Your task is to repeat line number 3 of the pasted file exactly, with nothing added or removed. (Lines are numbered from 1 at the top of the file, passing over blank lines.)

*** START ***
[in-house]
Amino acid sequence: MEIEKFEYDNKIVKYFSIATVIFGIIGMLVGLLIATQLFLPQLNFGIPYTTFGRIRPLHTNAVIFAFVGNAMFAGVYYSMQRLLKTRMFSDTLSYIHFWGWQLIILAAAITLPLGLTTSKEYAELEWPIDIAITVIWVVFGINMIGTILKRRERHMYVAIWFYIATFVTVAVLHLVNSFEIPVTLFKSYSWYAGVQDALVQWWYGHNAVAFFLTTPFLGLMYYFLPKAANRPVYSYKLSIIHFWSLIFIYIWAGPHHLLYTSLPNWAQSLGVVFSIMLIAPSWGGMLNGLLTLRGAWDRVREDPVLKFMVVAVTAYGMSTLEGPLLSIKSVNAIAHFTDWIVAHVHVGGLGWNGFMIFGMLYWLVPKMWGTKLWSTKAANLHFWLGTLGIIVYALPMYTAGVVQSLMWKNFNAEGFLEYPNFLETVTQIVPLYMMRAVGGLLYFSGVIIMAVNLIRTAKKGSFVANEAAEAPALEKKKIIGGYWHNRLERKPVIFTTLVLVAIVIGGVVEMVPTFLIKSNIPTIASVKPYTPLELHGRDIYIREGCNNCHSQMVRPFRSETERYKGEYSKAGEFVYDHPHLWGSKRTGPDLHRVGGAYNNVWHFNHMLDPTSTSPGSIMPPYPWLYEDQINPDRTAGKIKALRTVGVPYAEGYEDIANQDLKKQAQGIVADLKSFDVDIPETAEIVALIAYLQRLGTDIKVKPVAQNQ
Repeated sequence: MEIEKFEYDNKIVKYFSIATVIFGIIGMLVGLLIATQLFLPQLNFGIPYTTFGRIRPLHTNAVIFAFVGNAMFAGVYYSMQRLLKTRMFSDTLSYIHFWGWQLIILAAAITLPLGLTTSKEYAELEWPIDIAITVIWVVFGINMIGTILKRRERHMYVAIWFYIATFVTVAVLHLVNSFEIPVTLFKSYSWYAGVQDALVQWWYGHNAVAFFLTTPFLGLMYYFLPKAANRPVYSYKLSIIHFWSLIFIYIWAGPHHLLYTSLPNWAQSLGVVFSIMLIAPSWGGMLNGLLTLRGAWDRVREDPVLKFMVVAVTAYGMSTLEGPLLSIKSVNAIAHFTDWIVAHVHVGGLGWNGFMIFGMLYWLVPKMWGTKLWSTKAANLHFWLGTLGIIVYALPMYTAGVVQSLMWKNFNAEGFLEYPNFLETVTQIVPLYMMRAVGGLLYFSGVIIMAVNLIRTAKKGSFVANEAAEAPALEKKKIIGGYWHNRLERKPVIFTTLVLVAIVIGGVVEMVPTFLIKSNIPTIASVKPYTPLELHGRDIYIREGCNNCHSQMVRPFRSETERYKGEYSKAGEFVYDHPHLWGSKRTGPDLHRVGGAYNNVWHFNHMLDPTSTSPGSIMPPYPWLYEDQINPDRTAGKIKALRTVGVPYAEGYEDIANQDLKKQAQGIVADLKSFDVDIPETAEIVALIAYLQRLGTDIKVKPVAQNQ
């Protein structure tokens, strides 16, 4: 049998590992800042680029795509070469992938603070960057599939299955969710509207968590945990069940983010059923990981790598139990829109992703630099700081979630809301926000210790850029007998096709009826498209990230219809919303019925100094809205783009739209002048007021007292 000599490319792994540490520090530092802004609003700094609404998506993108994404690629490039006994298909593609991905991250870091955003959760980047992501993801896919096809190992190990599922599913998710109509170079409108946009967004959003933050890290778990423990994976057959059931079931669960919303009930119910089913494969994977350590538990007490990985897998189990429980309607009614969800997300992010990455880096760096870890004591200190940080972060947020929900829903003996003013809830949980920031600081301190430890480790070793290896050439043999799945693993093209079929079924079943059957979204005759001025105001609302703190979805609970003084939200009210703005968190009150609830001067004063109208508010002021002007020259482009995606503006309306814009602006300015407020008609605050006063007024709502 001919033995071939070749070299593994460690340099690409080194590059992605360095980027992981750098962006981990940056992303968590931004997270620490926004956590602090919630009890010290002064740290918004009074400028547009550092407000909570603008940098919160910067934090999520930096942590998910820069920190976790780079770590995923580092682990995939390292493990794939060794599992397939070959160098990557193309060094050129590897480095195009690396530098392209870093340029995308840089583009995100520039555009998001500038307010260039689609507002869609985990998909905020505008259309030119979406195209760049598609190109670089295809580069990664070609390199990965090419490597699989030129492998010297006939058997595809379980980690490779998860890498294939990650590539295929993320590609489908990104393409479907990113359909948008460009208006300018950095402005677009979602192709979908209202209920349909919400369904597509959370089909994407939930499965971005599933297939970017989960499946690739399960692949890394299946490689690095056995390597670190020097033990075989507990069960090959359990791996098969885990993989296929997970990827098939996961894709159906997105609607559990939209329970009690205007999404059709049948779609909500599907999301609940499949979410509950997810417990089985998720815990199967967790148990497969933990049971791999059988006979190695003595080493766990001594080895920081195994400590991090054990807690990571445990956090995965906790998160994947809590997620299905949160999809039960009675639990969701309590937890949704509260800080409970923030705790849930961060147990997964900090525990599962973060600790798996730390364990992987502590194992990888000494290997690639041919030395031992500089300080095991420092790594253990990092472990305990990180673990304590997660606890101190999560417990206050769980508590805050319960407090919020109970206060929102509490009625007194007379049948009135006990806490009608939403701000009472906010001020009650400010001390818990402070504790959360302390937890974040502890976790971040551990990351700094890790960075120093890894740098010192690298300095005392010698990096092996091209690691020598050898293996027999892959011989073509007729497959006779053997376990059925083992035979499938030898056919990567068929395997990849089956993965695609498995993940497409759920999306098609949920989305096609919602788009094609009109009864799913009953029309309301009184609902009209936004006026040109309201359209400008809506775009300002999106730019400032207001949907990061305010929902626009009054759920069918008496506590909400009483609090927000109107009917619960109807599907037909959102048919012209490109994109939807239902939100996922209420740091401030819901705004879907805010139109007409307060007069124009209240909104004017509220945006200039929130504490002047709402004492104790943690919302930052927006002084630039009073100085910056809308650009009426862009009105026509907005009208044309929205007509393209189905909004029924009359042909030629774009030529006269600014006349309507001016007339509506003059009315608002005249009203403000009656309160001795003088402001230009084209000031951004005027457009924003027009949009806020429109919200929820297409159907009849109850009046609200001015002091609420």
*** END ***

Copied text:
Repeated sequence: MEIEKFEYDNKIVKYFSIATVIFGIIGMLVGLLIATQLFLPQLNFGIPYTTFGRIRPLHTNAVIFAFVGNAMFAGVYYSMQRLLKTRMFSDTLSYIHFWGWQLIILAAAITLPLGLTTSKEYAELEWPIDIAITVIWVVFGINMIGTILKRRERHMYVAIWFYIATFVTVAVLHLVNSFEIPVTLFKSYSWYAGVQDALVQWWYGHNAVAFFLTTPFLGLMYYFLPKAANRPVYSYKLSIIHFWSLIFIYIWAGPHHLLYTSLPNWAQSLGVVFSIMLIAPSWGGMLNGLLTLRGAWDRVREDPVLKFMVVAVTAYGMSTLEGPLLSIKSVNAIAHFTDWIVAHVHVGGLGWNGFMIFGMLYWLVPKMWGTKLWSTKAANLHFWLGTLGIIVYALPMYTAGVVQSLMWKNFNAEGFLEYPNFLETVTQIVPLYMMRAVGGLLYFSGVIIMAVNLIRTAKKGSFVANEAAEAPALEKKKIIGGYWHNRLERKPVIFTTLVLVAIVIGGVVEMVPTFLIKSNIPTIASVKPYTPLELHGRDIYIREGCNNCHSQMVRPFRSETERYKGEYSKAGEFVYDHPHLWGSKRTGPDLHRVGGAYNNVWHFNHMLDPTSTSPGSIMPPYPWLYEDQINPDRTAGKIKALRTVGVPYAEGYEDIANQDLKKQAQGIVADLKSFDVDIPETAEIVALIAYLQRLGTDIKVKPVAQNQ